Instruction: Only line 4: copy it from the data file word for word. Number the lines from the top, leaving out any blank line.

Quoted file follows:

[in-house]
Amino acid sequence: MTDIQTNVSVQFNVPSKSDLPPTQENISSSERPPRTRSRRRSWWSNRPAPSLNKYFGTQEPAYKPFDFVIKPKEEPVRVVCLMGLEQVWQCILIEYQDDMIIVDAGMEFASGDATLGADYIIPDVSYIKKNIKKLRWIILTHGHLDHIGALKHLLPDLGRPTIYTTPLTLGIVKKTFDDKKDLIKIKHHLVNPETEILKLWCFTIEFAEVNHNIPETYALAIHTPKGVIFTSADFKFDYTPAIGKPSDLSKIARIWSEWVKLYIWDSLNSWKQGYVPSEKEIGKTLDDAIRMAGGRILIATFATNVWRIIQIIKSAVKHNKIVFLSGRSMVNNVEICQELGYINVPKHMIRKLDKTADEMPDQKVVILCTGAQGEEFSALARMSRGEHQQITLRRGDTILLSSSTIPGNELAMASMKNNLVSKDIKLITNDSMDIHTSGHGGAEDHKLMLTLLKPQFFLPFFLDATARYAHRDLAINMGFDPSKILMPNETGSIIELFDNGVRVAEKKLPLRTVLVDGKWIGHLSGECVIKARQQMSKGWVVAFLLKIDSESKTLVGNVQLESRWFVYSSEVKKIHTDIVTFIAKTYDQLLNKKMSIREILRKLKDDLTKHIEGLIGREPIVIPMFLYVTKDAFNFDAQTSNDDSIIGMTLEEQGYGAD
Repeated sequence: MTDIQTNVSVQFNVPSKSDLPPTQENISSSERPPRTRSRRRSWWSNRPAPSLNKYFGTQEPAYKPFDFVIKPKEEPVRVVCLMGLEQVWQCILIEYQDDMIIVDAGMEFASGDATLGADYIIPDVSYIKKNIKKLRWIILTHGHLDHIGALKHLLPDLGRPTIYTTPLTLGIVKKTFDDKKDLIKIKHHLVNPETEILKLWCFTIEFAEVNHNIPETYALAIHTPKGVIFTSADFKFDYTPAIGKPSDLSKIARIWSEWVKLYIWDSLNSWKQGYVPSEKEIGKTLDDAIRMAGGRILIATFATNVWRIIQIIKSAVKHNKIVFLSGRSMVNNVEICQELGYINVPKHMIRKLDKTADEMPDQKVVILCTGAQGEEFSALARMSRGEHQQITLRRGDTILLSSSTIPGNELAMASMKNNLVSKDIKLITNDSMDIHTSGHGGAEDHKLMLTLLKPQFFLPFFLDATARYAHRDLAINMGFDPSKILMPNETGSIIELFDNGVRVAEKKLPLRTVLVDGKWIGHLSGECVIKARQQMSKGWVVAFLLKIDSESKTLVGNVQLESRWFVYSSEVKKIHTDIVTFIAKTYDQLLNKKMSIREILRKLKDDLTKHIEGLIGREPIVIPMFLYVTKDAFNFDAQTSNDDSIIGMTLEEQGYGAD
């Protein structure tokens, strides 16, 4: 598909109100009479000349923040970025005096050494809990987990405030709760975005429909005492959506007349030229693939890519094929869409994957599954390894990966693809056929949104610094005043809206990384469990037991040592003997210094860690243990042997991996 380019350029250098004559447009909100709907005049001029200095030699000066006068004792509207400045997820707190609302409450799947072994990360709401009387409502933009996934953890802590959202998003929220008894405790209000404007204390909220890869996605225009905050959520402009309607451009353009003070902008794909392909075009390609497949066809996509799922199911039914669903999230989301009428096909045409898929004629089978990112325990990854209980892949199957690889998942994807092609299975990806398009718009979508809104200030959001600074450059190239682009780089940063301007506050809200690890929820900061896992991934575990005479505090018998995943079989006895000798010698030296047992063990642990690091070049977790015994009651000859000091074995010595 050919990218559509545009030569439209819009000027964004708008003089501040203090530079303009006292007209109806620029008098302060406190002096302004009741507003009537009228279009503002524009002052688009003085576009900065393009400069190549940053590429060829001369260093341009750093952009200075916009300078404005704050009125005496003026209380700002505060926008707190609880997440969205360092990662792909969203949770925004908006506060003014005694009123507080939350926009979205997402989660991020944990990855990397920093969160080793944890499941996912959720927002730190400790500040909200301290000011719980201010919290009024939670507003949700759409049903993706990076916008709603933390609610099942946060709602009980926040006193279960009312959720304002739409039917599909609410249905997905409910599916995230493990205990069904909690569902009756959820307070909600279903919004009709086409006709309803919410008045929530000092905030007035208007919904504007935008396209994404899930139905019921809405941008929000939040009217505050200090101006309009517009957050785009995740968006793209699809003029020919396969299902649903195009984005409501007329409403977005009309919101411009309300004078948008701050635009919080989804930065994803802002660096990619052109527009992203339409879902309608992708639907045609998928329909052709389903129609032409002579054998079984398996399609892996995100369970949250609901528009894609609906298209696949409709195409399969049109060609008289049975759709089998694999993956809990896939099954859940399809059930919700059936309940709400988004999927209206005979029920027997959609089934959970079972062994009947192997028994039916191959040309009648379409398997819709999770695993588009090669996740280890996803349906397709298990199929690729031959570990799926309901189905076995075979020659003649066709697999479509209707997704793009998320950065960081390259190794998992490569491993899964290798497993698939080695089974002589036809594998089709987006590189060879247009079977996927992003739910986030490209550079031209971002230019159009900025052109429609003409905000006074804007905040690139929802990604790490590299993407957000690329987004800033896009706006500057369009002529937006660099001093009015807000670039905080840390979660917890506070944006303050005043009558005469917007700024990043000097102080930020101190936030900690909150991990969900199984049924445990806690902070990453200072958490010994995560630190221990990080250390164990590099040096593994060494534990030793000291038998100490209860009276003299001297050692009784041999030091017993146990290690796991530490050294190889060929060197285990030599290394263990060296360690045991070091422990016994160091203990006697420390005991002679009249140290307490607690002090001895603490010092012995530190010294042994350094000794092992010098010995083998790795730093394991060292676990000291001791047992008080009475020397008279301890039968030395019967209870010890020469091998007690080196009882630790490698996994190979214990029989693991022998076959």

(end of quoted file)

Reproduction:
């Protein structure tokens, strides 16, 4: 598909109100009479000349923040970025005096050494809990987990405030709760975005429909005492959506007349030229693939890519094929869409994957599954390894990966693809056929949104610094005043809206990384469990037991040592003997210094860690243990042997991996 380019350029250098004559447009909100709907005049001029200095030699000066006068004792509207400045997820707190609302409450799947072994990360709401009387409502933009996934953890802590959202998003929220008894405790209000404007204390909220890869996605225009905050959520402009309607451009353009003070902008794909392909075009390609497949066809996509799922199911039914669903999230989301009428096909045409898929004629089978990112325990990854209980892949199957690889998942994807092609299975990806398009718009979508809104200030959001600074450059190239682009780089940063301007506050809200690890929820900061896992991934575990005479505090018998995943079989006895000798010698030296047992063990642990690091070049977790015994009651000859000091074995010595 050919990218559509545009030569439209819009000027964004708008003089501040203090530079303009006292007209109806620029008098302060406190002096302004009741507003009537009228279009503002524009002052688009003085576009900065393009400069190549940053590429060829001369260093341009750093952009200075916009300078404005704050009125005496003026209380700002505060926008707190609880997440969205360092990662792909969203949770925004908006506060003014005694009123507080939350926009979205997402989660991020944990990855990397920093969160080793944890499941996912959720927002730190400790500040909200301290000011719980201010919290009024939670507003949700759409049903993706990076916008709603933390609610099942946060709602009980926040006193279960009312959720304002739409039917599909609410249905997905409910599916995230493990205990069904909690569902009756959820307070909600279903919004009709086409006709309803919410008045929530000092905030007035208007919904504007935008396209994404899930139905019921809405941008929000939040009217505050200090101006309009517009957050785009995740968006793209699809003029020919396969299902649903195009984005409501007329409403977005009309919101411009309300004078948008701050635009919080989804930065994803802002660096990619052109527009992203339409879902309608992708639907045609998928329909052709389903129609032409002579054998079984398996399609892996995100369970949250609901528009894609609906298209696949409709195409399969049109060609008289049975759709089998694999993956809990896939099954859940399809059930919700059936309940709400988004999927209206005979029920027997959609089934959970079972062994009947192997028994039916191959040309009648379409398997819709999770695993588009090669996740280890996803349906397709298990199929690729031959570990799926309901189905076995075979020659003649066709697999479509209707997704793009998320950065960081390259190794998992490569491993899964290798497993698939080695089974002589036809594998089709987006590189060879247009079977996927992003739910986030490209550079031209971002230019159009900025052109429609003409905000006074804007905040690139929802990604790490590299993407957000690329987004800033896009706006500057369009002529937006660099001093009015807000670039905080840390979660917890506070944006303050005043009558005469917007700024990043000097102080930020101190936030900690909150991990969900199984049924445990806690902070990453200072958490010994995560630190221990990080250390164990590099040096593994060494534990030793000291038998100490209860009276003299001297050692009784041999030091017993146990290690796991530490050294190889060929060197285990030599290394263990060296360690045991070091422990016994160091203990006697420390005991002679009249140290307490607690002090001895603490010092012995530190010294042994350094000794092992010098010995083998790795730093394991060292676990000291001791047992008080009475020397008279301890039968030395019967209870010890020469091998007690080196009882630790490698996994190979214990029989693991022998076959």